Thing 21: Promoting yourself when applying for jobs

As a manager of over 30 years standing, applications and interviews are things of which I have far more experience “from the other side of the desk”. Even if you assume one shortlist, typically six people, per year, and sometimes there were more, that’s the best part of 200 interviews, and probably thousands of forms and CVs to be read. I wish more of those candidates had read something like Maria Giovanna’s post for the cpd23 blog, which I think is full of excellent advice and anyone applying for a job should follow it. I can’t add much to what she has said, but here are a few of my own thoughts:

Part 1: Identifying your strengths; capitalising on your interests

At my stage in life, there is no excuse for not knowing these! I like / am good at: being part of, including managing, a team; dealing directly with library users; organising events; writing; book promotion. When my library closed earlier this year, the alternative job I was offered included none of those so I decided to take early retirement instead. I now have the luxury of being able to pick and choose what I do, not necessarily for money, and will be making those choices very carefully. Watch this space – I’ve made a start, but will keep that for the post on volunteering (or I’ll run out of things to write about!)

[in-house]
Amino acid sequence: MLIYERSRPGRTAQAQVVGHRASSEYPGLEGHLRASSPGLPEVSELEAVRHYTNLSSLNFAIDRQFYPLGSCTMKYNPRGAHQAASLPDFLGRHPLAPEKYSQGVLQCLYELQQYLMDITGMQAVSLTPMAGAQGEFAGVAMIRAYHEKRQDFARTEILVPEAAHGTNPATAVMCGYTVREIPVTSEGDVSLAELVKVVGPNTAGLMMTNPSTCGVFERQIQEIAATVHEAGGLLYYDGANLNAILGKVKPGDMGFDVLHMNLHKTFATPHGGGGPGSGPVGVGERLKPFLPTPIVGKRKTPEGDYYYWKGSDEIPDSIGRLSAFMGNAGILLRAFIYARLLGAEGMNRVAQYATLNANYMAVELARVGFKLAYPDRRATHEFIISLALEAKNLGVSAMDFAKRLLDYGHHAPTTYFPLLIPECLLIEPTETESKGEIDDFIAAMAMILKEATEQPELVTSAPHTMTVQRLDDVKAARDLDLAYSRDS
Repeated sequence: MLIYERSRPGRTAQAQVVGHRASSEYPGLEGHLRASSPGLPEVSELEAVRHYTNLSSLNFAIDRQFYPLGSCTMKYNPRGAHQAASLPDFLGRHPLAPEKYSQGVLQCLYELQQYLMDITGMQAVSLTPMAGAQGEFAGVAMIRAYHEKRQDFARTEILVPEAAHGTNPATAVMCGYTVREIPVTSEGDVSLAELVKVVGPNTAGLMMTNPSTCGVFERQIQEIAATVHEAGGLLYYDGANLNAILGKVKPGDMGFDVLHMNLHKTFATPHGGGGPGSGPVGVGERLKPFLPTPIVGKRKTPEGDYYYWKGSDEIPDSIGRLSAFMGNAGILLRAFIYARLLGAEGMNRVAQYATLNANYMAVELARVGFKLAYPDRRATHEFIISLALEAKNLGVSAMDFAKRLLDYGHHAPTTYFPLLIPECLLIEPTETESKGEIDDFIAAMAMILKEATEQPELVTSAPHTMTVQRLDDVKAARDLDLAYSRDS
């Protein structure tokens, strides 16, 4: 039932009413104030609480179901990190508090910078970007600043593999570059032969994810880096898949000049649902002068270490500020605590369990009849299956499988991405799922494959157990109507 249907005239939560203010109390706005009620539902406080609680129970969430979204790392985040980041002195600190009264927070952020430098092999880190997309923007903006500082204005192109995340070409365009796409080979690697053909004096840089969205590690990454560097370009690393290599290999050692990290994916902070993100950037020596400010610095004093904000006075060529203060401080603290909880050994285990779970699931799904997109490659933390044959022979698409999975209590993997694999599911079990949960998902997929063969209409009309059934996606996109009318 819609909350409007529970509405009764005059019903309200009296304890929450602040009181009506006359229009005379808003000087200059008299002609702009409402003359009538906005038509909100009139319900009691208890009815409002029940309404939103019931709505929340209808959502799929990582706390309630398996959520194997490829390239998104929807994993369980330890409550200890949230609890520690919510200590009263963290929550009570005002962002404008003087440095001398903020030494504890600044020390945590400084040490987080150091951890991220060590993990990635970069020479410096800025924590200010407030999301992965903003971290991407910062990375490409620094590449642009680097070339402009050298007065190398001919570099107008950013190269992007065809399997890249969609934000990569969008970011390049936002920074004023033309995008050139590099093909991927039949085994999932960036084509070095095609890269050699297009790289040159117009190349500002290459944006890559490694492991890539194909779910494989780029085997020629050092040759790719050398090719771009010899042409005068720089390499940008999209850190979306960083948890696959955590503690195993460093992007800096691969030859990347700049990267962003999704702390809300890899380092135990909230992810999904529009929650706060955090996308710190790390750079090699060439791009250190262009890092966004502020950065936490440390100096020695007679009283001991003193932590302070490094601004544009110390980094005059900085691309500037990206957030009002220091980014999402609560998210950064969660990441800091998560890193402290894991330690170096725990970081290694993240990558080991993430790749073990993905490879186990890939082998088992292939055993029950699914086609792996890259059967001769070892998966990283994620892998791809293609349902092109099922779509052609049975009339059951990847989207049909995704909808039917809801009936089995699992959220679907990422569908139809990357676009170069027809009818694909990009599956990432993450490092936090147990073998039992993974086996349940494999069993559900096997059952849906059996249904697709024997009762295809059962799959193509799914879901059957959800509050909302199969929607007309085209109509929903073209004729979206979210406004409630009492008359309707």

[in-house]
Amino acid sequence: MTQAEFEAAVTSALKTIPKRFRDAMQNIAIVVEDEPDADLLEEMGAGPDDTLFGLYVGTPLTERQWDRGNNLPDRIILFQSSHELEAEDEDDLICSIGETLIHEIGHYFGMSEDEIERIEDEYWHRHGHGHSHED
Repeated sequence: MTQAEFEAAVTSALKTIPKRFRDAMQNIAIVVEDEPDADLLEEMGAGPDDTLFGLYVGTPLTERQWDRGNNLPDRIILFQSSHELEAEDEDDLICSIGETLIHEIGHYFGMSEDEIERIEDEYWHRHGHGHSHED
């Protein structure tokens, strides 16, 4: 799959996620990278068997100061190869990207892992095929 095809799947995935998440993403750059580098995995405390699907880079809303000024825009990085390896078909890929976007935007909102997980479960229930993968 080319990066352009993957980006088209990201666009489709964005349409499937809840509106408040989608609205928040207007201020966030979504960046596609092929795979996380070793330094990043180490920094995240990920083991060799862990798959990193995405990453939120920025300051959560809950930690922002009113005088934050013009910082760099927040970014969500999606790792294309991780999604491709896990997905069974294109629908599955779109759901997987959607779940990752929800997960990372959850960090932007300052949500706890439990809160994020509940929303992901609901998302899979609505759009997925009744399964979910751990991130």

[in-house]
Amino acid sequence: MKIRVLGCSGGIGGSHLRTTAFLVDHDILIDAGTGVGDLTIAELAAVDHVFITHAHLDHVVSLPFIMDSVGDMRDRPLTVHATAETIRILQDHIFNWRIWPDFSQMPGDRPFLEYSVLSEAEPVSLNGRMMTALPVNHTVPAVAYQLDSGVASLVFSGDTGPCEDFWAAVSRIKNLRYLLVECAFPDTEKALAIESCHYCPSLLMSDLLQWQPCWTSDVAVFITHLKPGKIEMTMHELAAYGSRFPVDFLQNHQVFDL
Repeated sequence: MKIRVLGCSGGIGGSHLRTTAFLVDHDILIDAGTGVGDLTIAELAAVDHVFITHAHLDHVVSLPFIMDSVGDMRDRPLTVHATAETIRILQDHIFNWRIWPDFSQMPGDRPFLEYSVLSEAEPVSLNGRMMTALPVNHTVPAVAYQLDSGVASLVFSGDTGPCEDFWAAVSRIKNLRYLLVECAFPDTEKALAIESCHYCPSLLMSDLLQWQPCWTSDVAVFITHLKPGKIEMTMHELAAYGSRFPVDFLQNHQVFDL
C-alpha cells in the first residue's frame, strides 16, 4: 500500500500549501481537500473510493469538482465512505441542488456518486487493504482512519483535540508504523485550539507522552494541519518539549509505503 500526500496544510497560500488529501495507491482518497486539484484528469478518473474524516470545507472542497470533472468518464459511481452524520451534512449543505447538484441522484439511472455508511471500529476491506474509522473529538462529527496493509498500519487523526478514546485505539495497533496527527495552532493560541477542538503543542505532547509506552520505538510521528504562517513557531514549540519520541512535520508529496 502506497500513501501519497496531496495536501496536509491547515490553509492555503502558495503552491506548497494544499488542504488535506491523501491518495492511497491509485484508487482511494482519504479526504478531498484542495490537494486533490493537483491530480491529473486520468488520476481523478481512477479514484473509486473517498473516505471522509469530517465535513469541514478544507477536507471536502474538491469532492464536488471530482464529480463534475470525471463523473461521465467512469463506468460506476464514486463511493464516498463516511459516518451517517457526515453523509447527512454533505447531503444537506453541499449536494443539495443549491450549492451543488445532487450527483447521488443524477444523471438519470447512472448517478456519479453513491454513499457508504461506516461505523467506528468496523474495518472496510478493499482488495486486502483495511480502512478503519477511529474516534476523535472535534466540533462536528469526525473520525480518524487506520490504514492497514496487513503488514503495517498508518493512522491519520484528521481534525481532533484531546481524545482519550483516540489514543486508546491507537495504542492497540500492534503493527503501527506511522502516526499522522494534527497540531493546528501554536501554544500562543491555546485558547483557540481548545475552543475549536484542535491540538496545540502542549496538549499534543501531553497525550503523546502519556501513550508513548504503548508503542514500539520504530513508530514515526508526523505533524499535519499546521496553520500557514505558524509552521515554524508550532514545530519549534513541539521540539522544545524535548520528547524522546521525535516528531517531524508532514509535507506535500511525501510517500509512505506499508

Part 2: Applying for a job

Personally, this part of the post is very relevant at the moment. The temporary job I’ve had for 3 months since “retiring” is about to end, so updating my CV is a must. I’m glad to have had this experience to add to it because it shows I’m still active and haven’t given up work just to sit around watching daytime TV!

Crossing to the other side of the desk, the most recent post I appointed to had over 120 applicants. Getting an interview in a large field is a major achievement, but how do you make yourself stand out from the crowd? Essentially, by following Maria-Giovanna’s advice! Customise your CV – it’s really obvious who is applying for any old job, and those who fail to match their skills to the particular post on offer will never make my short list. I’m always amazed at how many people make no effort to do this – it’s a waste of their time and mine. Keep your personal statement or covering letter relevant too. There will be many people whose CVs show that their qualifications and experience meet all the criteria, probably too many to interview. I’ll look for the ones who can substantiate their claims. If someone writes that “My communication skills make me an excellent candidate for this post” my reaction is “Well, I’ll be the judge of that, thank you very much.” You can claim to have any number of skills, but you won’t get interviews if you don’t provide evidence. Far better to say something along the lines of “I have developed (or demonstrated) my communication skills by…..” then give an example.Yes, you have to promote yourself but not by empty boasting.

Part 3: Interviews